حفلة 2024

Australia’s recession deepens despite growth

Australia’s economy experienced a slowdown in the last quarter of the previous year, with a deepening per capita recession due to increased rates and costs of living impacting household spending, Bloomberg reported on Wednesday.

The gross domestic product (GDP) grew by 0.2 per cent, a decrease from the revised 0.3 per cent in the preceding quarter.

The economy expanded by 1.5 per cent compared to the previous year, which was the weakest annual result, excluding the pandemic period, since Q4 2000 and below the decade’s average of 2.4 per cent.

On a per capita basis, the GDP fell by 0.3 per cent from Q3 and was 1 per cent lower than the previous year, marking the most significant downturn outside of the COVID era since 1991.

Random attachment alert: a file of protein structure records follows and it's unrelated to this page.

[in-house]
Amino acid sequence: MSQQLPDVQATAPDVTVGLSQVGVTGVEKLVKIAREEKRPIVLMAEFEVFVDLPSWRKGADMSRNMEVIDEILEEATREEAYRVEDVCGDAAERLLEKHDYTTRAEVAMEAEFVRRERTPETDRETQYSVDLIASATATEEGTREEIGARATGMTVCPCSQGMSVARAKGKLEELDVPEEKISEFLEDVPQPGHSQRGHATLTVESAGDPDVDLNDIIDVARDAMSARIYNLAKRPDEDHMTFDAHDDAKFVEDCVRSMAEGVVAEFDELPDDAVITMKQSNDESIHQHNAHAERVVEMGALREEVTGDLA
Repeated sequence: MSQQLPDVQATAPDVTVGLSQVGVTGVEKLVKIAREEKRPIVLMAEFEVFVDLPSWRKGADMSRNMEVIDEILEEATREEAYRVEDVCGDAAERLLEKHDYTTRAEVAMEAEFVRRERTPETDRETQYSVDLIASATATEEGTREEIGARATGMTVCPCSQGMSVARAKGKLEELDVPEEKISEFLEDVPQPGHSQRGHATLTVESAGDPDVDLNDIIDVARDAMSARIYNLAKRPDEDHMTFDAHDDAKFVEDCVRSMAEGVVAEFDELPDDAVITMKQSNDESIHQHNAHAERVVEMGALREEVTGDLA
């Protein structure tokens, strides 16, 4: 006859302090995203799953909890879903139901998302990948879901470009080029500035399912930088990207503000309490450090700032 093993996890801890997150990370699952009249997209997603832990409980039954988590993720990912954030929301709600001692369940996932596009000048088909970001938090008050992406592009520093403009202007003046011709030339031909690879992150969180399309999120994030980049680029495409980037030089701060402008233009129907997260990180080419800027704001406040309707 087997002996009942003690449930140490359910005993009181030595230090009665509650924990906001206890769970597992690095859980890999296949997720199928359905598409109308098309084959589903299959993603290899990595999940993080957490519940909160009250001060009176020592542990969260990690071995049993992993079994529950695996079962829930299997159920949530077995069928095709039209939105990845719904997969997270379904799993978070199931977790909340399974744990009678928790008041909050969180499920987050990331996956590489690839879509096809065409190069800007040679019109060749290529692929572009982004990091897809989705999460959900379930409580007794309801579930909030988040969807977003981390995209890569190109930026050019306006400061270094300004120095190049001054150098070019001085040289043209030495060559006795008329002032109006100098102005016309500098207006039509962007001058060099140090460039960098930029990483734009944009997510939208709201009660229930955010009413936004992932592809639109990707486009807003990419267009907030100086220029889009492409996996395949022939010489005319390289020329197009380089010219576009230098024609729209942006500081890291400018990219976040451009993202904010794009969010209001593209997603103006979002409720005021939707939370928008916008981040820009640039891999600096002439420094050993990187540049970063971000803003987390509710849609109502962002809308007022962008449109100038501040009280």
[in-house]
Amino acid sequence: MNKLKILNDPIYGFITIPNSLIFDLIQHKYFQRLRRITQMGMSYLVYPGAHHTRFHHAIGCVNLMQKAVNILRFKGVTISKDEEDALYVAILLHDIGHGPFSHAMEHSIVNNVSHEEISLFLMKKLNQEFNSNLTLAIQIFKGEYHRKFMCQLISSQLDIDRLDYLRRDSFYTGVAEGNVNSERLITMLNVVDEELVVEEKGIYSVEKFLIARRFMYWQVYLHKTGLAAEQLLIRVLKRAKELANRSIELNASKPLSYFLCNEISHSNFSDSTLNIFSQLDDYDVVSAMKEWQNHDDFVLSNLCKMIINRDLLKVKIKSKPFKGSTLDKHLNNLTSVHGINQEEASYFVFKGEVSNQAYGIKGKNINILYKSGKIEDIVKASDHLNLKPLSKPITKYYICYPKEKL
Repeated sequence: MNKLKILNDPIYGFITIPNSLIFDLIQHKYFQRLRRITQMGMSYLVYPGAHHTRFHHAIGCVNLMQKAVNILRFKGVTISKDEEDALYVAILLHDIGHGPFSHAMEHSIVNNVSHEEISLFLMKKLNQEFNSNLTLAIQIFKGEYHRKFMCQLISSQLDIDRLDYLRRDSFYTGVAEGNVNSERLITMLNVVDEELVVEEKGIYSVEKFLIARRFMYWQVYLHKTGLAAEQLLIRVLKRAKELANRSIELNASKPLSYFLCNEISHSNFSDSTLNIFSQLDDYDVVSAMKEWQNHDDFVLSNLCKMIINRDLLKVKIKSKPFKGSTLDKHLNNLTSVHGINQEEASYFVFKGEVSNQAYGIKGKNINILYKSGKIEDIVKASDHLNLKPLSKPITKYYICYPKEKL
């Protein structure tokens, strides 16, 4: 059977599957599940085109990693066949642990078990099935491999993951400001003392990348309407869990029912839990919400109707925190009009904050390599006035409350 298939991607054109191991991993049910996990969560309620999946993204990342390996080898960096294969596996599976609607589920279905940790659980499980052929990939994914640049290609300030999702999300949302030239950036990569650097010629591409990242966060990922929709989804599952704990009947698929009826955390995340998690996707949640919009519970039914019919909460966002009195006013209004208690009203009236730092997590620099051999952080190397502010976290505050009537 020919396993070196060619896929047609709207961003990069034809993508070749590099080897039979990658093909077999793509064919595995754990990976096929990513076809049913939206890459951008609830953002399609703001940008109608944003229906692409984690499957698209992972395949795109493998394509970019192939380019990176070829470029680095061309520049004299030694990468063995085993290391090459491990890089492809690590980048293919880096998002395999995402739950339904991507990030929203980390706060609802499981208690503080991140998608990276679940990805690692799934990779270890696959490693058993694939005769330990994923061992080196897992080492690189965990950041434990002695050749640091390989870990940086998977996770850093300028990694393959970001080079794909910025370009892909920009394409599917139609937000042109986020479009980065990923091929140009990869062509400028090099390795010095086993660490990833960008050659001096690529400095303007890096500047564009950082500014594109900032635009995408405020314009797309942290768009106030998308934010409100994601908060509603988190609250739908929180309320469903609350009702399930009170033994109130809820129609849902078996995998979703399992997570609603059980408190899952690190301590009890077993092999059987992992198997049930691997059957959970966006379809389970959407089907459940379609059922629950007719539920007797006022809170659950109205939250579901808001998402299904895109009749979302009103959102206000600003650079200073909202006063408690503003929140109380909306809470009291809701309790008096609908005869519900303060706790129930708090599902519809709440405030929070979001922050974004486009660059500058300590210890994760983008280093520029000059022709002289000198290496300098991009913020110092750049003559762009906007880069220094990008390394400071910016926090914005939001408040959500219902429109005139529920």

This slowdown may put pressure on the Reserve Bank to start an easing cycle this year after maintaining rates in its last two meetings.

Household consumption growth is struggling due to tight policy settings, contributing to the Australian economy’s cyclical low point.

Despite a slowdown in growth each quarter, Australia’s economy remains positive, driven primarily by government spending and private business investment, which outpace household consumption.

Government expenditure increased by 0.6 per cent in Q4, contributing 0.1 percentage point to the GDP. Households saved more, with the savings ratio rising to 3.2 per cent from a revised 1.9 per cent, while their spending remained relatively unchanged.

Government spending was primarily driven by benefits for households, increased spending on medical products and services, and higher employee expenses across Commonwealth departments.

A referendum for an Indigenous advisory body to Parliament also contributed to the rise in employee expenses.

Households increased their spending on essential items like electricity and rent but reduced discretionary spending on hotels, cafes, and restaurants.

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